Most industry analysts have tended to forecast that the US TV industry will continue to grow over the next few years, but a new study by FTI Consulting, according to FTI Consulting has said that digital’s surging growth – particularly in online video – could significantly stunt TV’s growth. Luke Schaeffer, Senior Managing Director and Co-Leader of FTI Consulting’s Media & Entertainment team, said, “We are closely monitoring the possibility that digital’s penetration of the advertising market may be accelerating. There are a few initial indicators that the hastening of digital video advertising may be causing such acceleration. If that does indeed prove out, we estimate the digit video ad trend could eliminate much of the forecasted growth in television advertising over the next five years’.
Digital advertising in the United States is set to surpass broadcast television’s long-held dominance of media ad spending in 2015 and will become the largest ad class by next year. According to its annual study, U.S. Media Industry Forecast, the firm’s Media & Entertainment team believe core online advertising will climb from $37.5 billion in 2014 to $41.8 billion this year and $55.6 billion by 2018.
FTI also predict that the broadcast sector will see a 4.2 percent average growth rate over the next five years, while digital advertising is forecasted to grow at 10.3 percent. Broadcast ad revenues are expected to rise minimally in 2015 to $38.9 billion and to $45.5 billion by 2018. Direct mail is the third highest grossing sector, and is expected to remain flat at approximately $44.2 billion by 2018.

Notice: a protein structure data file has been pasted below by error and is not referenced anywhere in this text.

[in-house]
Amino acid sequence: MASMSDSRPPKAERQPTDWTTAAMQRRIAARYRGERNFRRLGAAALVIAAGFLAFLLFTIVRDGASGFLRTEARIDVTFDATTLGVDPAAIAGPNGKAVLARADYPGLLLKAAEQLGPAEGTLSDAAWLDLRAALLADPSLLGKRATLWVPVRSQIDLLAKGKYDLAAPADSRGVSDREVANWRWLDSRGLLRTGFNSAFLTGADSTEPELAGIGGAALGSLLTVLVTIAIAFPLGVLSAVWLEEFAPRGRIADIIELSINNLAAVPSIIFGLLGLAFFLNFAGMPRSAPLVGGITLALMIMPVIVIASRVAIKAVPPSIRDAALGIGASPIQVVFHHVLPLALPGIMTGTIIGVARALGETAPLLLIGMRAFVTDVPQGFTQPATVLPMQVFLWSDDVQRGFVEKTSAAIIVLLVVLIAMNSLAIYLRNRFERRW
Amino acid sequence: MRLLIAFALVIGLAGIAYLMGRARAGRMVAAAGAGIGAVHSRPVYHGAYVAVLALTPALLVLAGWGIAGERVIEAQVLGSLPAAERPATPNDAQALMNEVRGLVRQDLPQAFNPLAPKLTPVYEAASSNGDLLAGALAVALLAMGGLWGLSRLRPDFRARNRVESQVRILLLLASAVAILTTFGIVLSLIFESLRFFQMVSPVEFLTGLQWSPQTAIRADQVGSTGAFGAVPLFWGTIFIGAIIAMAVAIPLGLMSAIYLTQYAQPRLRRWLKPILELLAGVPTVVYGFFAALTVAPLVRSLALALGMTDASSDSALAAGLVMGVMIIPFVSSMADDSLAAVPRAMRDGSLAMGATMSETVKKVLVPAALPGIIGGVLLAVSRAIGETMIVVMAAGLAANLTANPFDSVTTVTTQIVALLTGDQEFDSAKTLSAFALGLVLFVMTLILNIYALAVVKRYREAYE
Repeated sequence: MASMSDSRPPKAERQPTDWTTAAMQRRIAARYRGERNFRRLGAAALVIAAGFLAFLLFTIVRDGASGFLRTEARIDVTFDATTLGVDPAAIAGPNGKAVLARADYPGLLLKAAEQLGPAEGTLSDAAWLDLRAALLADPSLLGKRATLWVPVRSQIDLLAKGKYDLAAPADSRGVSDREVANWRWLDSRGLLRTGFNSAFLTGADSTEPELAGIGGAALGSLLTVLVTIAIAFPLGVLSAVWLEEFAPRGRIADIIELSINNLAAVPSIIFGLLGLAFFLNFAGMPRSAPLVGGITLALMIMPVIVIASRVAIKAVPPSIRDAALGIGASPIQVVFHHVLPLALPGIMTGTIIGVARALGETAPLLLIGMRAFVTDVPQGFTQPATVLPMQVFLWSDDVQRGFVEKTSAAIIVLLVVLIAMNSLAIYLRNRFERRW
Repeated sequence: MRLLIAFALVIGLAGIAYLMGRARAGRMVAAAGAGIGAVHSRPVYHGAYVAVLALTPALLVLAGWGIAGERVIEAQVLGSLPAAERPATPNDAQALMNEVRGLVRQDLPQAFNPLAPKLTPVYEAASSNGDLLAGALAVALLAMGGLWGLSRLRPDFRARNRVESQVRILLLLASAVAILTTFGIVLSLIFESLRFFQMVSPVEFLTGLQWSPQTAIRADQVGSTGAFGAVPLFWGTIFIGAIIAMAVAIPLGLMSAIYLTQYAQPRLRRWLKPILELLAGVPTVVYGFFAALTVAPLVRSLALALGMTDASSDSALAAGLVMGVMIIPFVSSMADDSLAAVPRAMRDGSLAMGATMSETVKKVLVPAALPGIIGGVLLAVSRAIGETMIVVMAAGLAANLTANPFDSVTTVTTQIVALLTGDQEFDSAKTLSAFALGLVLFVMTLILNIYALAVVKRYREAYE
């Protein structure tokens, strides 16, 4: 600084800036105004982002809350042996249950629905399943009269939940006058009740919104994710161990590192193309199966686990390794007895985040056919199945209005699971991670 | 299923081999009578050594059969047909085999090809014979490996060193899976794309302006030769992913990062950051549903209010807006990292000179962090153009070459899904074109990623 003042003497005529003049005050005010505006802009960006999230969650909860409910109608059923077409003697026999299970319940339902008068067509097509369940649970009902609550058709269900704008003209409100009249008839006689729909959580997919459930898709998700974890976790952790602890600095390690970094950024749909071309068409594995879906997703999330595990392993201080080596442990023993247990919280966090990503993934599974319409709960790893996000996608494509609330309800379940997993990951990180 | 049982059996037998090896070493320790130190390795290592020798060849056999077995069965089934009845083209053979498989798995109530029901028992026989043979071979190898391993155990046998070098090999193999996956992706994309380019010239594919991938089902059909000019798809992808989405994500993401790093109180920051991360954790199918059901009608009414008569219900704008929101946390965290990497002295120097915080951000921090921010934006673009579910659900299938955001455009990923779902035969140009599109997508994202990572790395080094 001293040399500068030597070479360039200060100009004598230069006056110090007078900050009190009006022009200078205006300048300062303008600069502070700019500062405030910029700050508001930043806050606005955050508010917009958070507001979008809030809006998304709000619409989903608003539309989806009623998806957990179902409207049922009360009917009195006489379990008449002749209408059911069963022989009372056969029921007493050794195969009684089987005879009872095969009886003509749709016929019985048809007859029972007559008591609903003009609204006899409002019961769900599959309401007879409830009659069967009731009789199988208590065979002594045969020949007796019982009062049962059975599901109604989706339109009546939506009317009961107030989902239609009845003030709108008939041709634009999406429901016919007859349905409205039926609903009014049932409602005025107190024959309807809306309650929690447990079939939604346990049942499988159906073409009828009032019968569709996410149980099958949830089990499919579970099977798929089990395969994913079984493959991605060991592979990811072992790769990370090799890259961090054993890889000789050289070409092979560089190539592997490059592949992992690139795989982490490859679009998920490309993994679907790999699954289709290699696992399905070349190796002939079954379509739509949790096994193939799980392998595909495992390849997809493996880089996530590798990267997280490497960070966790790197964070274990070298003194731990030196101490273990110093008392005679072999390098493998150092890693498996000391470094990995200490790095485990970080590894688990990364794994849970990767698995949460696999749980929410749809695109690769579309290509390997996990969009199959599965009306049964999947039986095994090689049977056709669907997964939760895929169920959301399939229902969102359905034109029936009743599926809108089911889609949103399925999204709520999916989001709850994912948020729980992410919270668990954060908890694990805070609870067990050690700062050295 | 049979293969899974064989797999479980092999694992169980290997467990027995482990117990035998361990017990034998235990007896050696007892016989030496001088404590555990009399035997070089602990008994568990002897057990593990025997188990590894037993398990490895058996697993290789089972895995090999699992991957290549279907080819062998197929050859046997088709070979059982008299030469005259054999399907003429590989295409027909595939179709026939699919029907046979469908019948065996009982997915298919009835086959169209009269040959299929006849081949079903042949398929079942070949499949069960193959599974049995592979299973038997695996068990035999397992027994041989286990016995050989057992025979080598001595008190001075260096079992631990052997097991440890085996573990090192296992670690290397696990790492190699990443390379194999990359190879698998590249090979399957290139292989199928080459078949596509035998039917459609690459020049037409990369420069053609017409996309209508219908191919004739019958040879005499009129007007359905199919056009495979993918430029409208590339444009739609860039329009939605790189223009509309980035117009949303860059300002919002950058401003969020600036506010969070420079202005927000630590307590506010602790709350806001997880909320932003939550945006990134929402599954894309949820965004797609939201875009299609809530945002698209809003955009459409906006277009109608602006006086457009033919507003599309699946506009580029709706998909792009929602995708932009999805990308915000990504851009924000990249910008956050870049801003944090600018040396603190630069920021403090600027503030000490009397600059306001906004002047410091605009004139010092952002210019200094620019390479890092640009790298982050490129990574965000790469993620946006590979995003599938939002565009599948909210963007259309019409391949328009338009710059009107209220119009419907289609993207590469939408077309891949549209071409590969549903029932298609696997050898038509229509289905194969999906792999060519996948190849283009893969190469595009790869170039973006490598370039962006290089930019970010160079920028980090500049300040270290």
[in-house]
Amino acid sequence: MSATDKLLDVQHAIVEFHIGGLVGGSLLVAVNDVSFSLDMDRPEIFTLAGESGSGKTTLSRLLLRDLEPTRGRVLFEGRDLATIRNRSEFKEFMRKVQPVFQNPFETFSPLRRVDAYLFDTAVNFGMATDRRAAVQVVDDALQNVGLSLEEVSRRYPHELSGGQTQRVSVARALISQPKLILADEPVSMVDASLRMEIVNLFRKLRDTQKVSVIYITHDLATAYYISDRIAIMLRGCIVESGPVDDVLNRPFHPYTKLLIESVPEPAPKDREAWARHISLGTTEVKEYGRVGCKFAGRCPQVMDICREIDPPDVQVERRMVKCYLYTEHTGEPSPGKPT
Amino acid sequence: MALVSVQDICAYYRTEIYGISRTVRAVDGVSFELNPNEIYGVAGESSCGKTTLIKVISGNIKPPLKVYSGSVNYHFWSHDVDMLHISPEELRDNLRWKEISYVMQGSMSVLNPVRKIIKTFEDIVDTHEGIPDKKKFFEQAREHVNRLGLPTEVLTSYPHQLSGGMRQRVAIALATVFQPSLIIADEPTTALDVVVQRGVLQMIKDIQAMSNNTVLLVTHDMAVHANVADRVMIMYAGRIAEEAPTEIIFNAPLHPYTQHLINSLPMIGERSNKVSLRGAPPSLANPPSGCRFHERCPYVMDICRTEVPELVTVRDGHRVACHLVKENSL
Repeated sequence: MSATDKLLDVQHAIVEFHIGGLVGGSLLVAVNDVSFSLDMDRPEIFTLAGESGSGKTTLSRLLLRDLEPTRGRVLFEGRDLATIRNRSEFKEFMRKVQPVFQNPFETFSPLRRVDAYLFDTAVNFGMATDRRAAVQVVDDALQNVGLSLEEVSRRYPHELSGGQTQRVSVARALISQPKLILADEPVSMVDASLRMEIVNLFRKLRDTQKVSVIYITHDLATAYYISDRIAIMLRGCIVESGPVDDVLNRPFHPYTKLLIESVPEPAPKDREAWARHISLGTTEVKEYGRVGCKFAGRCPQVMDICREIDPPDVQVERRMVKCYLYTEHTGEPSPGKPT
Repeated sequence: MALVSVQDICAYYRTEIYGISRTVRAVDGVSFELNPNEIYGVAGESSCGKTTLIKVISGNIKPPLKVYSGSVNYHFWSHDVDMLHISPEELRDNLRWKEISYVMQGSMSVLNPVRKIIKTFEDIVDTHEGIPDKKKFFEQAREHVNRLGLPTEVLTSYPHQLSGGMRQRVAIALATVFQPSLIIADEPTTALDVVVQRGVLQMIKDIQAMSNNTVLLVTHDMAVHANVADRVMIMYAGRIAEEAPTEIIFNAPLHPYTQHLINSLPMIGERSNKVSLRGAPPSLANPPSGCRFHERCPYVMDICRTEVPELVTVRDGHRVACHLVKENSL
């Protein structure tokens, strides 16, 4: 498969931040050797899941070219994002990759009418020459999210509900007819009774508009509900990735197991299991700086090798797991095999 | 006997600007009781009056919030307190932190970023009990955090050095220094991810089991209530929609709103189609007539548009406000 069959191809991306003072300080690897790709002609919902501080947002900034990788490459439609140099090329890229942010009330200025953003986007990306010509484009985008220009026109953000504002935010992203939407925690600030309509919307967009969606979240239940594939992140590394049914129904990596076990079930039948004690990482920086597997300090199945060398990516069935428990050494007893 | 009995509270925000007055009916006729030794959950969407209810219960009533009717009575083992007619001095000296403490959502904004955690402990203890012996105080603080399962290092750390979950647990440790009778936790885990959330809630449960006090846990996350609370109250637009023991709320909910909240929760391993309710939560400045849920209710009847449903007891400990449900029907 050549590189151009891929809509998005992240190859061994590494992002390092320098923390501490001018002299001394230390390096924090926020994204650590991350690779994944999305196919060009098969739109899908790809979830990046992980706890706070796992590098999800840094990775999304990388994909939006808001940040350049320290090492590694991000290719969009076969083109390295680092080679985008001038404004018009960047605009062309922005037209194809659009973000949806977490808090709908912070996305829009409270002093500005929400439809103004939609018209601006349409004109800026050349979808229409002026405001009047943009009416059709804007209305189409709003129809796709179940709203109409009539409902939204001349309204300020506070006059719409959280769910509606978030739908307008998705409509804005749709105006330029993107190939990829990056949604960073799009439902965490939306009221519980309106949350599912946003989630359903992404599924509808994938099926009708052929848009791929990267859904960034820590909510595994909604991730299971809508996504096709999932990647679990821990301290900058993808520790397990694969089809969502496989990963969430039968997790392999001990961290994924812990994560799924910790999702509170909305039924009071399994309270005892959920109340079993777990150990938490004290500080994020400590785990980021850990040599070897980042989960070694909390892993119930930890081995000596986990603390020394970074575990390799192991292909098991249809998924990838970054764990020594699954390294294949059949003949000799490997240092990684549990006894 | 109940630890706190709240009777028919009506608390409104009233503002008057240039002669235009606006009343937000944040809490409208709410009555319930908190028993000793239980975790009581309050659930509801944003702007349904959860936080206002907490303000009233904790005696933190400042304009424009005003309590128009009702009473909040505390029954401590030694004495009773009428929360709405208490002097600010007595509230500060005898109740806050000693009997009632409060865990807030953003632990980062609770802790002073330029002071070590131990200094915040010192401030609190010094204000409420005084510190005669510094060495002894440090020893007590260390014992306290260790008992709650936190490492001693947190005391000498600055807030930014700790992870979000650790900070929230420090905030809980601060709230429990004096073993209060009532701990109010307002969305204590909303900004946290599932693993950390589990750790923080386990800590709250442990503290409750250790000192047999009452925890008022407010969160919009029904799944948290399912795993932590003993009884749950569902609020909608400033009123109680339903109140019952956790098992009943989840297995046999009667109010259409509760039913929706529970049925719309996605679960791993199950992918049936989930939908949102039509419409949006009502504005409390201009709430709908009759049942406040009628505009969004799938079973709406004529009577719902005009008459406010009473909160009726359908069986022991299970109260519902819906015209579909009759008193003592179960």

“While it is difficult to completely isolate one factor that is driving changes in ad spending from the historical trends, our model suggests that digital substitution is the primary driver contributing to changes in the television ad ecosystem today,” commented Philip Schuman, Senior Managing Director and Co-Leader of FTI Consulting’s Media & Entertainment team. “We believe that effective data-driven targeting, low CPMs and vast inventory, as well as a direct feedback loop that enables advertisers to calculate a return on digital advertising dollars spent, has enabled them to allocate less to get more.”
The Media & Entertainment team’s model – which looked at expected changes in variables such as consumer spending, corporate investment, employment, digital advertising growth and political advertising – projects overall advertising growth from all forms of media (including TV, digital, print, direct marketing and outdoor) will increase this year by 2.4 percent in comparison to a 3.0 percent increase in 2014.
Based on historical averages, FTI forecast suggests that the total US ad market would currently equal $280 billion – 1.6 percent of GDP – without the effect of digital. Instead, it remains at a record low of only $212 billion, representing 1.2 percent of GDP, with digital now accounting for $48.0 billion of the total. Consequently, ‘traditional advertising’ has lost nearly $120 billion in potential revenue.
“If digital follows a growth curve similar to that of other technologies, we would expect it to grow from 22 percent of the market today to 30 percent by 2020 and 35 percent by 2040,” said Luke Schaeffer, Senior Managing Director and Co-Leader of FTI Consulting’s Media & Entertainment team. “A critical question is if efficient market economics will bring the market back to equilibrium or if the Internet has created a permanent new paradigm.”